1st Edition

Critical Geographies of Education Space, Place, and Curriculum Inquiry

By Robert J. Helfenbein Copyright 2021
    122 Pages 6 B/W Illustrations
    by Routledge

    122 Pages 6 B/W Illustrations
    by Routledge

    WINNER 2023 Society of Professors of Education Outstanding Book Award

    Critical Geographies of Education: Space, Place, and Curriculum Inquiry is an attempt to take space seriously in thinking about school, schooling, and the place of education in larger society. In recent years spatial terms have emerged and proliferated in academic circles, finding application in several disciplines extending beyond formal geography. Critical Geography, a reconceptualization of the field of geography rather than a new discipline itself, has been theoretically considered and practically applied in many other disciplines, mostly represented by what is collectively called social theory (i.e., anthropology, sociology, cultural studies, political science, and literature). The goal of this volume is to explore how the application of the ideas and practices of Critical Geography to educational theory in general and curriculum theorizing in specific might point to new trajectories for analysis and inquiry.

    This volume provides a grounding introduction to the field of Critical Geography, making connections to the significant implications it has for education, and by providing illustrations of its application to specific educational situations (i.e., schools, classrooms, and communities). Presented as an intellectual geography that traces how spatial analysis can be useful in curriculum theorizing, social foundations of education, and educational research, the book surveys a range of issues including social justice and racial equity in schools, educational reform, internationalization of the curriculum, and how schools are placed within the larger social fabric.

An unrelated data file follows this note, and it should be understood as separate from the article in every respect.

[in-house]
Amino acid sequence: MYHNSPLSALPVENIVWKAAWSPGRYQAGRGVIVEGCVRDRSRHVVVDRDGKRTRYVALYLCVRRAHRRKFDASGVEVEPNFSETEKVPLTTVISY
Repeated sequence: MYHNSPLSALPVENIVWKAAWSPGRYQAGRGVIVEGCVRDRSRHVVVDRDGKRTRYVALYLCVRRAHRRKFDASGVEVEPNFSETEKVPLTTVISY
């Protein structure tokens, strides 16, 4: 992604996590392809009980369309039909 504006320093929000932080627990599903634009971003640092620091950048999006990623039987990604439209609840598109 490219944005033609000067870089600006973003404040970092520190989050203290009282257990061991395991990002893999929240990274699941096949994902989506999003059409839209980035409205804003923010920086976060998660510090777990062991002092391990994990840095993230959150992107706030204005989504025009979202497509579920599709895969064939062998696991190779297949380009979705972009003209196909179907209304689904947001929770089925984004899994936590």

1. Critical Geography and Education—An Introduction;  2. Space, Place, and Power ;  3. Spaces of Possibility;  4. Geographies of School Reform;  5. The Global City—Taking Space Seriously;  6.The City as Curriculum: The Baltimore Uprising and Spaces of Exception;  7. Conclusions/Connections;  8. Notes on Method


    Robert J. Helfenbein is Associate Dean for Research and Faculty Affairs and Professor of Curriculum Studies in the Tift College of Education at Mercer University. His current research interests include curriculum theorizing in urban contexts, cultural studies of education, and the impact of globalization on the lived experience of schools.

    Critical Geographies of Education: Space, Place and Curriculum Inquiry examines how critical geography is necessary to disrupt Western colonial assumptions of space and time within the scope of education, in favor of radically repositioning of both. Helfenbein makes it clear that there can be no useful theoretical critique of racial history in and around curriculum theorizing without situating oneself critically within relative position to events (time) and places (space). The book redraws lines of knowing and being with a theoretical "hand" of Black and Indigenous feminist curricular scholars from the global majority. With each page, Helfenbein traces the ruptures and fissures, revealing layers of systemic denial and erasure in schooling.  This text is a necessary text given our current sociopolitical moment in which any discourse that challenges hegemonic power in public schools is subject to attack. Through a sequence of powerful narratives, Helfenbein reminds us that all knowledge is local. History is personal. So is geography. Chapter after chapter in Critical Geographies in Education reveals how time and space are interwoven performative curricular maps of violence ... and hope. Of despair .... and transformation. The book calls for a cultivation of intentionality of being-ness that invokes action. Forgive the bad pun, but A Critical Geographies of Education is a "map" in itself for readers to a "spaciocurricular" geography for radically reimagining our collective educational landscape. It does not suggest. It insists.

    Morna McDermott McNulty, PhD

    Professor, College of Education

    Towson University